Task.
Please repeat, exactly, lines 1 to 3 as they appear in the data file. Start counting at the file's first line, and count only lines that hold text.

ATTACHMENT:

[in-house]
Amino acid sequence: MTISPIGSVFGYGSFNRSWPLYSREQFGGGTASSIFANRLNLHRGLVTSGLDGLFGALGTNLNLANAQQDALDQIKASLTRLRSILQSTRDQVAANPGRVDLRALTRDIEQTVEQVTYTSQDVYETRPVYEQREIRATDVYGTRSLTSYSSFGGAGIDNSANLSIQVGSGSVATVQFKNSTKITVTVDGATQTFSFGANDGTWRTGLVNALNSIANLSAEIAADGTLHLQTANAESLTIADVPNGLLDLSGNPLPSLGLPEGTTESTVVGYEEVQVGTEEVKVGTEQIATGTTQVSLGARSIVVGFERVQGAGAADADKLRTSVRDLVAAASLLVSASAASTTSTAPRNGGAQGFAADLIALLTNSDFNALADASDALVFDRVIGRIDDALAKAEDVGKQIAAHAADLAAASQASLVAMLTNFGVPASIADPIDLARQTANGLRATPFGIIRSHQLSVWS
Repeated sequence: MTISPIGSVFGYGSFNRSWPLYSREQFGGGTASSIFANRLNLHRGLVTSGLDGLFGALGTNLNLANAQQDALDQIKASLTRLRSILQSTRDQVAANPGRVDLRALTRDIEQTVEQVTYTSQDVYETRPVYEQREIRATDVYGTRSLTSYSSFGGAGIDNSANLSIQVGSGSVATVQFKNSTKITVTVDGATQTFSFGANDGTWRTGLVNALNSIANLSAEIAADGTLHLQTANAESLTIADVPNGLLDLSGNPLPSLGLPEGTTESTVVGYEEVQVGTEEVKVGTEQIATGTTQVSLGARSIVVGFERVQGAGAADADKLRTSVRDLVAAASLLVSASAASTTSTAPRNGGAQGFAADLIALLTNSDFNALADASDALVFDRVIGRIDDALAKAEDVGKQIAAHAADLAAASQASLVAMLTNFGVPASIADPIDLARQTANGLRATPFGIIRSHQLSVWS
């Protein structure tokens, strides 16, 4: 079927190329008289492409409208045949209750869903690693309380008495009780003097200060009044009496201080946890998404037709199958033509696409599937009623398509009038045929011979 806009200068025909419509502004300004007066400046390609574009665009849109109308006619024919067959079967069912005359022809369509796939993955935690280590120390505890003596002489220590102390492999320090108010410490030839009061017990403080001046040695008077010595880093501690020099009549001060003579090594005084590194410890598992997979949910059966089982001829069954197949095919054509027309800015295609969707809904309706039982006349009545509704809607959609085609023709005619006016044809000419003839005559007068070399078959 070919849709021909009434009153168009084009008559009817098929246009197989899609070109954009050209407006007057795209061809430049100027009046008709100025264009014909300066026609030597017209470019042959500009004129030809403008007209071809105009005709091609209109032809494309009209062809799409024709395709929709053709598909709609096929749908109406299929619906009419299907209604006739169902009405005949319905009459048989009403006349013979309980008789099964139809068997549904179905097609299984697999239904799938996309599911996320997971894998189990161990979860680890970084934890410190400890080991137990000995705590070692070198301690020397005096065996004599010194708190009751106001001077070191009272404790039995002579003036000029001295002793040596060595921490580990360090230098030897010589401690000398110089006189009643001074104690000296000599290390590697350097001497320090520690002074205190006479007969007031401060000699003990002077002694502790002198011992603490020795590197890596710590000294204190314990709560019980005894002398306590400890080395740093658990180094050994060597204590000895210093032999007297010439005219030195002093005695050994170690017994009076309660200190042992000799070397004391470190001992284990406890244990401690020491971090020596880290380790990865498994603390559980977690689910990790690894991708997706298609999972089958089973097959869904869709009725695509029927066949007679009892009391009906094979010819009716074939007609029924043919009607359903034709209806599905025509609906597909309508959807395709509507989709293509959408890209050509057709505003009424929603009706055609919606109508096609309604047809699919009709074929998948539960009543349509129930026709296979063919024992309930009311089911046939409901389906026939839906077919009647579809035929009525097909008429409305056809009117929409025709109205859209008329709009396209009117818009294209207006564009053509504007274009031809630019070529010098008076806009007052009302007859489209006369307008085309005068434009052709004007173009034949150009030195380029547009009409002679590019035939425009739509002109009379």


[in-house]
Amino acid sequence: MTISPIGSVFGYGSFNRSWPLYSREQFGGGTASSIFANRLNLHRGLVTSGLDGLFGALGTNLNLANAQQDALDQIKASLTRLRSILQSTRDQVAANPGRVDLRALTRDIEQTVEQVTYTSQDVYETRPVYEQREIRATDVYGTRSLTSYSSFGGAGIDNSANLSIQVGSGSVATVQFKNSTKITVTVDGATQTFSFGANDGTWRTGLVNALNSIANLSAEIAADGTLHLQTANAESLTIADVPNGLLDLSGNPLPSLGLPEGTTESTVVGYEEVQVGTEEVKVGTEQIATGTTQVSLGARSIVVGFERVQGAGAADADKLRTSVRDLVAAASLLVSASAASTTSTAPRNGGAQGFAADLIALLTNSDFNALADASDALVFDRVIGRIDDALAKAEDVGKQIAAHAADLAAASQASLVAMLTNFGVPASIADPIDLARQTANGLRATPFGIIRSHQLSVWS
Repeated sequence: MTISPIGSVFGYGSFNRSWPLYSREQFGGGTASSIFANRLNLHRGLVTSGLDGLFGALGTNLNLANAQQDALDQIKASLTRLRSILQSTRDQVAANPGRVDLRALTRDIEQTVEQVTYTSQDVYETRPVYEQREIRATDVYGTRSLTSYSSFGGAGIDNSANLSIQVGSGSVATVQFKNSTKITVTVDGATQTFSFGANDGTWRTGLVNALNSIANLSAEIAADGTLHLQTANAESLTIADVPNGLLDLSGNPLPSLGLPEGTTESTVVGYEEVQVGTEEVKVGTEQIATGTTQVSLGARSIVVGFERVQGAGAADADKLRTSVRDLVAAASLLVSASAASTTSTAPRNGGAQGFAADLIALLTNSDFNALADASDALVFDRVIGRIDDALAKAEDVGKQIAAHAADLAAASQASLVAMLTNFGVPASIADPIDLARQTANGLRATPFGIIRSHQLSVWS